On Oct. 14, around 20 members of the Bloomington Homeless Coalition gathered for their weekly meeting at Switchyard Park to discuss short-term and long-term housing solutions for people experiencing homelessness as they head into the cold, winter months without affordable housing.
Among them was board member Janna Arthur, a long-time Bloomington resident and write-in Monroe County Council candidate. She is running as an independent candidate for one of three seats up in November.
“As a board member of the Bloomington Homeless Coalition, my greatest concern about housing stability is that there are women, children, elderly and physically or mentally, medically frail individuals that will be staying on the streets tonight,” Arthur said in the 2020 General Election Questionnaire. “The county continues to build newer, bigger and more expensive housing to accommodate the wealthy while poor and working poor residents cannot obtain shelter.”
Arthur is decidedly not a politician, but rather a concerned resident who poses a strong threat to the status quo.
Given the current political and social climate, she realized she must do more to create substantial change for historically marginalized people in Bloomington. Her public advocacy transpired after George Floyd’s murder in May, where popular protests in response to persistent, racist, police killings culminated in an occupation of the Monroe County Courthouse lawn. There, she witnessed our community come together, grieve and fight for justice.
After Sheriff Brad Swain evicted protesters, Arthur recalled spending a night imploring law enforcement to investigate the events leading up to the death of IU student Joseph Smedley before making a bed for herself on the sidewalk.
“I met a lot of folks and saw a different kind of people caring for people beyond what social services typically provide,” Arthur said. “Despite this, law enforcement met protesters with aggression — people of color especially. The folks experiencing homelessness joined us and were thought of as sub-human.”
Arthur has since helped spearhead a safety community response team, a collective of volunteers that work to ensure the safety of protesters and protect their First Amendment rights at protests. They also act as a crisis line for people experiencing homelessness should they feel unsafe or find themselves in dangerous situations.
Arthur’s county council platform mirrors her activism and investment in the people of Bloomington, offering greater representation to those most damaged by systemic racism, harmful policing and inadequate access to community resources.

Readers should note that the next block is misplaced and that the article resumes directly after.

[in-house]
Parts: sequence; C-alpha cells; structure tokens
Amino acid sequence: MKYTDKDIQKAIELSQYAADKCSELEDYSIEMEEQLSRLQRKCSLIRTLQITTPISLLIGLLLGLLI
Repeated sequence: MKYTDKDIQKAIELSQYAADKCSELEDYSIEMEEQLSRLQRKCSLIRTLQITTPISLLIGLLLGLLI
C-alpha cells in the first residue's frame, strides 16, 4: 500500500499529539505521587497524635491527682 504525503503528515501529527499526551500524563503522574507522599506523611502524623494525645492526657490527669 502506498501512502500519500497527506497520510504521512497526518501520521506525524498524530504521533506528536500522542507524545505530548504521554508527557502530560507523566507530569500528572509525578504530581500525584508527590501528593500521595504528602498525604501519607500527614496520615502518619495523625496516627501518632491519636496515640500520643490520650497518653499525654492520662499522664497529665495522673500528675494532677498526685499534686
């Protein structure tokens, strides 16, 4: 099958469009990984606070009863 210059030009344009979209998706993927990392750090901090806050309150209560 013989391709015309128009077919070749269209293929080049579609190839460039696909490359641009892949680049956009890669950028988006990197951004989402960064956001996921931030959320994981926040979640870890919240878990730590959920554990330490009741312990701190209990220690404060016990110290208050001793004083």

According to the General Election Questionnaire, she demands reduced policing and funding to law enforcement agencies in order to redirect funds toward local social services already committed to serving the community. Further, she calls for an end to Sheriff Swain’s cooperation with U.S. Immigration and Customs Enforcement and the immediate release of non-felons in the Monroe County Jail amid the ongoing COVID-19 pandemic and reports of dangerous facility conditions.
Other candidates fully endorse law enforcement and increased funding for police, giving detached solutions, such as more training on mental health issues and anti-racism or to merely raise awareness about bias.
“Further cuts in their budget and manpower would leave the community at risk,” said one candidate, Larrin Wampler. “Look at some of the cities that are currently attempting defunding. They are in a state of civil unrest, with rioting, looting and increased violence.”
Meanwhile, the proposed 2021 Bloomington Police Department budget includes a request for a total of $21,000 for gas masks and less-lethal weapons like tear gas, pepper spray and rubber bullets following the mobilization of anti-racism activists who took to the streets of Bloomington this summer. BPD’s misguided efforts reflect the persistent demonization and anti-democratic suppression of Black Lives Matter protesters by the current administration.
“Bloomington is not some sort of bubble where these things do not occur,” Arthur said. “We are not meeting the needs and demands of people most at-risk in our community.”
Arthur was one of the many who found a voice, a home and a family at the courthouse. She, like the revolutionaries she surrounds herself with, is a threat to systems of oppression, regardless of the office she holds. She is part of a larger national movement, reimagining a future free from policing and fueled by the amplified voices of the poor and people of color.
We, the people of Bloomington, can agitate the system from the ground up by writing-in Janna Arthur for Monroe County Council in the local election.
Peyton Jeffers (she/they) is a senior studying human development and family studies and human sexuality. She is a member of Camp Kesem at Indiana University.